It is not what we eat, but what we absorb. This phrase is used a lot on this site, and for good reason - it means that we might not necessarily use and/or absorb every nutrient that we eat, and we must therefore look more at what our bodies can absorb rather than what we assume it absorbs. Eating everything in sight simply as a means to gain muscle is a prime example of how the principle of absorption and nutrient utilisation can go overlooked. Your body can only take in what it's capable of taking in, and use only what it is capable of using - the rest will either be excreted or stored as body fat. Ideally we want to be eating the exact amount of nutrients that our body's both need and can absorb efficiently. While this could be almost impossible to perform perfectly, the points below will outline how you can get as close as possible to this principle.
1. Enzyme Usage
Enzymes can be described as the catalyst for most bodily processes, including using enzymes to prepare nutrients for absorption and usage. Every ingredient you eat requires an enzyme interaction in order to be absorbed, and without enough your body simply cannot absorb all the food you eat. So, your body will leech enzymes from elsewhere in the body to prioritise digestion - places like your muscles and organs. Thus, eating a meal that has too many different ingredients in it can be hard on enzyme efficiency and therefore reduce absorption substantially. You must keep your meals very simple and with as few different ingredients as possible. 3-5 different whole foods at the most. E.g. Chicken, Garlic, Lettuce, Avocado, Olive oil (salt + pepper). Simple is best for higher absorption.
2. Meal Frequency
The body has a few stages of digestion. The mouth is the start, then stomach, then small intestine, then large intestine, then excretion. All the while nutrients are being processed by other organs such as the Liver and Kidneys. The digestive process requires blood flow, and it becomes less efficient without it, e.g. if exercise draws blood away from digestion and into the muscles (more on that later) OR if more food is consumed and blood is drawn back to the first stage of digestion. To avoid this we must simply eat less frequently, to allow our food to reach the 2nd and 3rd stages of digestion unimpeded. 3-4hrs between meals is best, as it allows full digestion and release of nutrients into the blood stream uninterrupted by further eating.
3. Insulin Sensitivity
Insulin is a nutrient delivery and storing hormone. It's released into the blood stream to transport vital nutrients into muscles or store energy as fat. Having good Insulin sensitivity means that your body can do this very well, low Insulin sensitivity means the opposite. We can keep our Insulin sensitivity high (and/or improve it) by maintaining a low carbohydrate diet. This will ensure that Insulin is released less often and in smaller amounts, increasing efficiency long term and reducing fat storage as well. Try to maintain a diet that requires no more than 20% of your calories to come from Carbohydrates, preferably eating them later on in the day if Fat loss is your priority. More on Fat Loss here.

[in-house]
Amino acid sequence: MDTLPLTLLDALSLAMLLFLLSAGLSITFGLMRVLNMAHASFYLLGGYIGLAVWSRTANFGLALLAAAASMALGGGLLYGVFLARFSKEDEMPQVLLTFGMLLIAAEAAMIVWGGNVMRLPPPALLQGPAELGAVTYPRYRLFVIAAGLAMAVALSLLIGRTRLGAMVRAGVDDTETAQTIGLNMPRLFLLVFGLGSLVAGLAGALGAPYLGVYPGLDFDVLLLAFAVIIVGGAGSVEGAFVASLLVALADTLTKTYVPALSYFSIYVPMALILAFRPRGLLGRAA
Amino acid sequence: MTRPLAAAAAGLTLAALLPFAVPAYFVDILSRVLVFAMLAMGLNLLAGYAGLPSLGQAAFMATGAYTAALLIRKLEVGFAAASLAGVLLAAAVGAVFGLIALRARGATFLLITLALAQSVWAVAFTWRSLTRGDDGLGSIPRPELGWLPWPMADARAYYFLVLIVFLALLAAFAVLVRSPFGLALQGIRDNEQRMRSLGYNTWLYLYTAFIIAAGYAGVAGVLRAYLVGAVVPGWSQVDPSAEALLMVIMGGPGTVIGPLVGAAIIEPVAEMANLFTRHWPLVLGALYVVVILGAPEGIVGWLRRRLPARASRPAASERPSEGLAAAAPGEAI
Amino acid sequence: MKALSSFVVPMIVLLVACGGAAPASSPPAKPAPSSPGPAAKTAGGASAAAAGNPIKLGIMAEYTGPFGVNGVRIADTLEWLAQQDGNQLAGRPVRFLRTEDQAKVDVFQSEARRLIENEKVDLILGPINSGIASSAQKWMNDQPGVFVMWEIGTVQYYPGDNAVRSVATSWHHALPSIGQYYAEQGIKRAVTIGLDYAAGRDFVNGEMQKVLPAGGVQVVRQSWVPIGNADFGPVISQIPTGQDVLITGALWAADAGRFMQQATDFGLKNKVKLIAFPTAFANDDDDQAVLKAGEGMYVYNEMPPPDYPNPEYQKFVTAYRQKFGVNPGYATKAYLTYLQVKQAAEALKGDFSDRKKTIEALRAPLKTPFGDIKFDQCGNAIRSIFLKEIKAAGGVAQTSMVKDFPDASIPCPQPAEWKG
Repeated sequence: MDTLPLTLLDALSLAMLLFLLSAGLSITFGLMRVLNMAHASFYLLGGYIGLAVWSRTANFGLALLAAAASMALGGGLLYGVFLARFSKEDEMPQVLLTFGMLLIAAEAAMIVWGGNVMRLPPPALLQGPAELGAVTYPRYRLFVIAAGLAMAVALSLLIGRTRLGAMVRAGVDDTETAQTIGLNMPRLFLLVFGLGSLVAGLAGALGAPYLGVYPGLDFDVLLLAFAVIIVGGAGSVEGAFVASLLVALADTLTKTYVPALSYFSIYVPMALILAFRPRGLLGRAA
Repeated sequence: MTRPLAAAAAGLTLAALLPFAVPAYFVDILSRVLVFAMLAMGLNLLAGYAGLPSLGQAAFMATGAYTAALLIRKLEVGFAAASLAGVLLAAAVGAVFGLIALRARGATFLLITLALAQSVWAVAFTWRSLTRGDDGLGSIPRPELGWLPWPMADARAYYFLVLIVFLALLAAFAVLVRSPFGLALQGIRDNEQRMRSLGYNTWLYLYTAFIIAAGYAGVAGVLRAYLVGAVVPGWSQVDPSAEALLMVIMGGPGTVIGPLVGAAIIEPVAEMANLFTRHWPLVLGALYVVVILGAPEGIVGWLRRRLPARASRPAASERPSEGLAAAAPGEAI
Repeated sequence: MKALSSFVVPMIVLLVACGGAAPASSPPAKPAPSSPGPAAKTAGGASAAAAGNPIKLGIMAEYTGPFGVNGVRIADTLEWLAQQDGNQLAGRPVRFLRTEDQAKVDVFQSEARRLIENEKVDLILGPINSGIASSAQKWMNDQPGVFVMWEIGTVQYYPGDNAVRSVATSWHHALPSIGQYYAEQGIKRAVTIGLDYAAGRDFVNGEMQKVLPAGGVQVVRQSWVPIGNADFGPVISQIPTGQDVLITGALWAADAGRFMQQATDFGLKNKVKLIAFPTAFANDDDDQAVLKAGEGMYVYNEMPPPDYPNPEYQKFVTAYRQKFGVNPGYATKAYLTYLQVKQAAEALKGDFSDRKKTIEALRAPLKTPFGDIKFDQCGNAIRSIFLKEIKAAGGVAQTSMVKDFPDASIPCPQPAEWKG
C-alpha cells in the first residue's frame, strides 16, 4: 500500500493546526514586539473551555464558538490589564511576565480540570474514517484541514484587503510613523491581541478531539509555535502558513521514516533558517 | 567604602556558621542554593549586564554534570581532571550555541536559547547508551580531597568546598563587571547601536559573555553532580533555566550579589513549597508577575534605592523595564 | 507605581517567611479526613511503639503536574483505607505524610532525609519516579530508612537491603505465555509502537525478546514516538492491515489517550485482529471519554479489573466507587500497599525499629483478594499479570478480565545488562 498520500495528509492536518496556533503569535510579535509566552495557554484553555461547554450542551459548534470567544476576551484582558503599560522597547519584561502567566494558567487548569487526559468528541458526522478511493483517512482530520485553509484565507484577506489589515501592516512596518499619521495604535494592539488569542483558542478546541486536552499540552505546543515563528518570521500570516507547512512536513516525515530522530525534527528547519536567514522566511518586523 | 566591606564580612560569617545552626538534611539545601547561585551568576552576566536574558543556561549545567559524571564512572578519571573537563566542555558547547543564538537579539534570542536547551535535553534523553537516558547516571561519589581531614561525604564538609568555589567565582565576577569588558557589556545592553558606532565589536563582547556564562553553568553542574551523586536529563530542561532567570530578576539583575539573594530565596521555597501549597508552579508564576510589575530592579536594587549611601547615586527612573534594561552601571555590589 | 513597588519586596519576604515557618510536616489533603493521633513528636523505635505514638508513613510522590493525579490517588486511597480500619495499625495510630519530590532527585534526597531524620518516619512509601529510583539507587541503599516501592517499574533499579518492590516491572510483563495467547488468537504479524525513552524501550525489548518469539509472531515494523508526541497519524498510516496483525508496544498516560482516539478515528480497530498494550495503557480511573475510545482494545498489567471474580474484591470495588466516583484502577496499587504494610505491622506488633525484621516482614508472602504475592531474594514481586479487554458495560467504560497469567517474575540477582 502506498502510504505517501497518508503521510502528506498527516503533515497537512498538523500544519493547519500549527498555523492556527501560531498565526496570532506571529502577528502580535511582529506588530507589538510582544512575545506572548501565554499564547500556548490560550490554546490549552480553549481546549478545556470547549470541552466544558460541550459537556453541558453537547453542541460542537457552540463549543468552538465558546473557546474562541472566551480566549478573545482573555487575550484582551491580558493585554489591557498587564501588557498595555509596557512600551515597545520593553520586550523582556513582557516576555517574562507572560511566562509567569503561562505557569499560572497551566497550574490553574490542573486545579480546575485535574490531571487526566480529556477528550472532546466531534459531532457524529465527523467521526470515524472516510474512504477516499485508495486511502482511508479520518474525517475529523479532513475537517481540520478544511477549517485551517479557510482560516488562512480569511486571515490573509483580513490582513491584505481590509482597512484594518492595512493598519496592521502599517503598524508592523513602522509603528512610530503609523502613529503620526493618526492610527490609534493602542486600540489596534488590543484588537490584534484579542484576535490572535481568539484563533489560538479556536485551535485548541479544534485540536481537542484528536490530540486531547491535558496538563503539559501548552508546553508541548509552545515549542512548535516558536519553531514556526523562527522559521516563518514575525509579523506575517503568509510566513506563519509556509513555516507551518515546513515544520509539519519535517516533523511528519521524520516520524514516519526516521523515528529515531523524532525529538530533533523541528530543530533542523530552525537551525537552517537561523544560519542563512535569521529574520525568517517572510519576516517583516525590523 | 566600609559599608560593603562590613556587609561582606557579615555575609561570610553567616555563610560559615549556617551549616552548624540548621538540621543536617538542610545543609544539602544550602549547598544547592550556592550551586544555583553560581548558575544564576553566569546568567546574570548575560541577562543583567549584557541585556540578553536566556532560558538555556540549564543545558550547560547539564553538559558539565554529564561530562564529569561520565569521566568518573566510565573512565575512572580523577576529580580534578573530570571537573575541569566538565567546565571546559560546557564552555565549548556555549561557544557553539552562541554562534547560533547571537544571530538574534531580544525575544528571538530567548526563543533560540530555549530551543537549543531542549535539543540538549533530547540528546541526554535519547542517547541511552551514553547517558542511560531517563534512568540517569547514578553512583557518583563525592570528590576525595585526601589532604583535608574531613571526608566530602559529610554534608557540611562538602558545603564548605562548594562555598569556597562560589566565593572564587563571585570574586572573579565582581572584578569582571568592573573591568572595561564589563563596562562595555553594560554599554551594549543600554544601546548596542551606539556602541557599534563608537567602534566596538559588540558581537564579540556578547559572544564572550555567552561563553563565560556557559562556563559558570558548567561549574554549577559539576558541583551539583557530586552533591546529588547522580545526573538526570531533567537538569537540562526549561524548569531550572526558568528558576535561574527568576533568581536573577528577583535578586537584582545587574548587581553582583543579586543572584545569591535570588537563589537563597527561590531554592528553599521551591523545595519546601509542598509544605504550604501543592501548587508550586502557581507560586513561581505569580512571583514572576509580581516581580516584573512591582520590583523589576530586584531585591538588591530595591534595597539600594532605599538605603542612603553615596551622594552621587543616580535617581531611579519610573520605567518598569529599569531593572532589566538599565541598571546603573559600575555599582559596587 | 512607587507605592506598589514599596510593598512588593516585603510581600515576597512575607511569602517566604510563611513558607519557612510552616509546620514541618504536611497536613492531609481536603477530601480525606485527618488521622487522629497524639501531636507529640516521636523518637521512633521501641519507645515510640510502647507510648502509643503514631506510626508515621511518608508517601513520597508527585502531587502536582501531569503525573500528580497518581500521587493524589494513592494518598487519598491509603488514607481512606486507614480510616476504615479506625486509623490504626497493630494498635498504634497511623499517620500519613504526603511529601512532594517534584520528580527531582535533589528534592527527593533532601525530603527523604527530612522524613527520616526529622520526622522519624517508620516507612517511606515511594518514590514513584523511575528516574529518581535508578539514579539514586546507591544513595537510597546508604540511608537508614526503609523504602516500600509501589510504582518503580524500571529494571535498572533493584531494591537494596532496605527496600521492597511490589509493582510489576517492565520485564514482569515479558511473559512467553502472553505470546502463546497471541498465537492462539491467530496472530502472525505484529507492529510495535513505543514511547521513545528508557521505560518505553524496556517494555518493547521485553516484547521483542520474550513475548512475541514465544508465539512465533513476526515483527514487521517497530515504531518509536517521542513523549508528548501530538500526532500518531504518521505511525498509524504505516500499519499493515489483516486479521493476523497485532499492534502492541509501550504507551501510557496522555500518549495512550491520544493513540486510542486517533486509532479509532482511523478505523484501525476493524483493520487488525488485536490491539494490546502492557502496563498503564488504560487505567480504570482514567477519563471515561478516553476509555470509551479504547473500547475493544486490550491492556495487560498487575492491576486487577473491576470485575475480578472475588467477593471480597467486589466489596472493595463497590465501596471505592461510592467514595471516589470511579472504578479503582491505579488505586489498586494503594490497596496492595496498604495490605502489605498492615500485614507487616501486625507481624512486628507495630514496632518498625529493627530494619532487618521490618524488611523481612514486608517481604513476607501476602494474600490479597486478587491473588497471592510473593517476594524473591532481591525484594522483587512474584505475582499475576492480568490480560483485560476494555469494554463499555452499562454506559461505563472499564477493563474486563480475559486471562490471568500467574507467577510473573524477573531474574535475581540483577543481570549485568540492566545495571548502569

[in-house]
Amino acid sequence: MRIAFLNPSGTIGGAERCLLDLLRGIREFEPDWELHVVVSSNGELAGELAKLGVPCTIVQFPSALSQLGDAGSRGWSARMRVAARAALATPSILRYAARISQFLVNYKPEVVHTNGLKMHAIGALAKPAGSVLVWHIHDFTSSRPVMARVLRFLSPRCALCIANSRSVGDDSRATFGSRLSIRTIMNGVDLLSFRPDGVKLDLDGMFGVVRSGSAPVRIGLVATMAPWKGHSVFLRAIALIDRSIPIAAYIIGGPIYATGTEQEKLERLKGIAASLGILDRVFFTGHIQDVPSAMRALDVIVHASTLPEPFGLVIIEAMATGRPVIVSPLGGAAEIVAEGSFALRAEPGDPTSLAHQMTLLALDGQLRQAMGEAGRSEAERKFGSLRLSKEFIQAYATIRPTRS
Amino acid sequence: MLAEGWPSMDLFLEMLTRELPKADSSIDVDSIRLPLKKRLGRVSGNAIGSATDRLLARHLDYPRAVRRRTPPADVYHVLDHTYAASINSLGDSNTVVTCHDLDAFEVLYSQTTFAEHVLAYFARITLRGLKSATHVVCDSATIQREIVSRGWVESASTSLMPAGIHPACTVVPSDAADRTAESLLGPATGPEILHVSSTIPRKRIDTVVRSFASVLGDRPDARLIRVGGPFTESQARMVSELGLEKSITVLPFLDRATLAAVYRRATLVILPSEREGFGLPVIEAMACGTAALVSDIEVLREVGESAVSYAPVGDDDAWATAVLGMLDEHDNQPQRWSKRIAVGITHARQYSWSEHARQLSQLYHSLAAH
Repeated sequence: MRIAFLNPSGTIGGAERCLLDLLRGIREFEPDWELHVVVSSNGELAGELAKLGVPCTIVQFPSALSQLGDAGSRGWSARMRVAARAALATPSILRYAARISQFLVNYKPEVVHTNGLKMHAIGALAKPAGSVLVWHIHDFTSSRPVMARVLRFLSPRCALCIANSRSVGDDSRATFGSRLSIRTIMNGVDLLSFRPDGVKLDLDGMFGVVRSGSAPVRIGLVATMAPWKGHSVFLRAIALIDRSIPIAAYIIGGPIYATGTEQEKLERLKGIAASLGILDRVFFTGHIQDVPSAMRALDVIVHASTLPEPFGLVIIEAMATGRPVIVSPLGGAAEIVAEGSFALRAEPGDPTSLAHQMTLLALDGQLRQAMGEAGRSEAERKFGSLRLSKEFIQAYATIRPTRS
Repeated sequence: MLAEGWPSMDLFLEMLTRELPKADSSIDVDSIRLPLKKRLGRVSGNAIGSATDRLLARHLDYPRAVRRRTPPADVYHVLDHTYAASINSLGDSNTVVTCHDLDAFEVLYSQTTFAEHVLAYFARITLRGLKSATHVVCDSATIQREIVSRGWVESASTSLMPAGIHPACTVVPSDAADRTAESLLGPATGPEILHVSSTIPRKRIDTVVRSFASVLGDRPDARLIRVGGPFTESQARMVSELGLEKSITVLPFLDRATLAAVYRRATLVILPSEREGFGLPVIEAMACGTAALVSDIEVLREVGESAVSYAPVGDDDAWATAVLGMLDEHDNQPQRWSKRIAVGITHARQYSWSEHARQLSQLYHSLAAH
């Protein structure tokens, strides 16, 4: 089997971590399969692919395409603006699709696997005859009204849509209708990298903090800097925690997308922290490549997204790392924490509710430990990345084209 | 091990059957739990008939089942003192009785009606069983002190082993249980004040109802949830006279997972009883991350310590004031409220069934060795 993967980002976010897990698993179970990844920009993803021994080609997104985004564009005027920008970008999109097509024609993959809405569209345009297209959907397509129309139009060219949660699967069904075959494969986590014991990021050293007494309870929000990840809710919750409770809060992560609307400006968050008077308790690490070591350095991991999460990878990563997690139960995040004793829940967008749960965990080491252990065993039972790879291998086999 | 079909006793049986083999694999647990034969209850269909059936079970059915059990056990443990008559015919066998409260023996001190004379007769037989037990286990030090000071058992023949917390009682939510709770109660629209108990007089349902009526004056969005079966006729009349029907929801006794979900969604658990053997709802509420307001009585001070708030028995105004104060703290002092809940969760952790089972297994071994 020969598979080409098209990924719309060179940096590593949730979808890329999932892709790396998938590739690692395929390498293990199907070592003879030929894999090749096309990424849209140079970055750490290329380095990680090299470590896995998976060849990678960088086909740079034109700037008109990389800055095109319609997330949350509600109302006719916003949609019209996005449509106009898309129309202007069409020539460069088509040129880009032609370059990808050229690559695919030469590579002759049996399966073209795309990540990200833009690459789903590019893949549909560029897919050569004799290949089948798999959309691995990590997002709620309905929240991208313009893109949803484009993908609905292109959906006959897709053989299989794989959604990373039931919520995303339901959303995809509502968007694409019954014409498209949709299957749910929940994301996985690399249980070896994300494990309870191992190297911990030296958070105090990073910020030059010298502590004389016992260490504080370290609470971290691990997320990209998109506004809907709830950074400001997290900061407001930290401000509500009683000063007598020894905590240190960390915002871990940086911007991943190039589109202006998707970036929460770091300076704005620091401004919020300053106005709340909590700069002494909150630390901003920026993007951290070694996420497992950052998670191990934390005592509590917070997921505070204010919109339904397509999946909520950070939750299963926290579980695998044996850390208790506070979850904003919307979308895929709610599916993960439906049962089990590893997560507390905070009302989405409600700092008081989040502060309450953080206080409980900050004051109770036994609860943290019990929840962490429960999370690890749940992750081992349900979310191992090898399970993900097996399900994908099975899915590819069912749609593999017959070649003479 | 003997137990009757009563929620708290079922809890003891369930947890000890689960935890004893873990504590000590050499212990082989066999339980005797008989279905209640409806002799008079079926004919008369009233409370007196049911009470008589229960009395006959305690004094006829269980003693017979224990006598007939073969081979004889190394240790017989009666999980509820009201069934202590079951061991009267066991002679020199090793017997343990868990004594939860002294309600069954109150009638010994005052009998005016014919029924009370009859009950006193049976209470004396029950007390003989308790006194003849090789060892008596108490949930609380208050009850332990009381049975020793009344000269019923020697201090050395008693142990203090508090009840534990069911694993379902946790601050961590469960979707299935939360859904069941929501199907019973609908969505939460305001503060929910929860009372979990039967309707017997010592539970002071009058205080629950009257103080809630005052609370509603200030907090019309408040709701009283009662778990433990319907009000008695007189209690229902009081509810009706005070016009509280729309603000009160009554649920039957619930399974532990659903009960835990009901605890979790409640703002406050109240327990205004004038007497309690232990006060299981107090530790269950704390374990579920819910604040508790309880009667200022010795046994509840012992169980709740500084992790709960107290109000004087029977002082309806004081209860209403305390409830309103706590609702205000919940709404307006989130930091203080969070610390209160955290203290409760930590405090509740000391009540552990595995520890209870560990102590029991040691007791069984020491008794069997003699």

4. Workout Timing
Ever felt sick from a workout? Or even actually been sick during/ after? Chances are you ate too close to your training session. Even 1 hour before is still too close, you must aim for 2-3 hours before. This will ensure there is no food left in your stomach to even throw up. Why is it relevant to absorption (other than you throwing it all up)? Well, if all your blood is in your muscles then your digestive system cannot work efficiently. What's more is that the Growth Hormone released during a rigorous workout does not mix well with Insulin and they inhibit each other. This means that you don't get the full affects of GH (fat burn, muscle growth) or Insulin (nutrient delivery). Waiting at least 2-3 hours after eating before training ensures the energy and nutrients from that meal are absorbed and ready for usage without further digestion. Try it and see the difference it makes!
5. Active Nutrient Delivery
Nutrient absorption is the first step we need to improve, then nutrient delivery comes next. Keeping a moderately elevated heart rate will increase blood flow to damaged areas and provide nutrients required for repair and maintenance. Simply doing more walking around town is all that is needed to promote higher nutrient delivery. This does not mean increase training frequency, we need just a moderate increase in activity as a lifestyle in general. Couple this with drinking more water (2-3 litres) to ensure the flushing out of toxins and you will feel more energetic and healthier long term.
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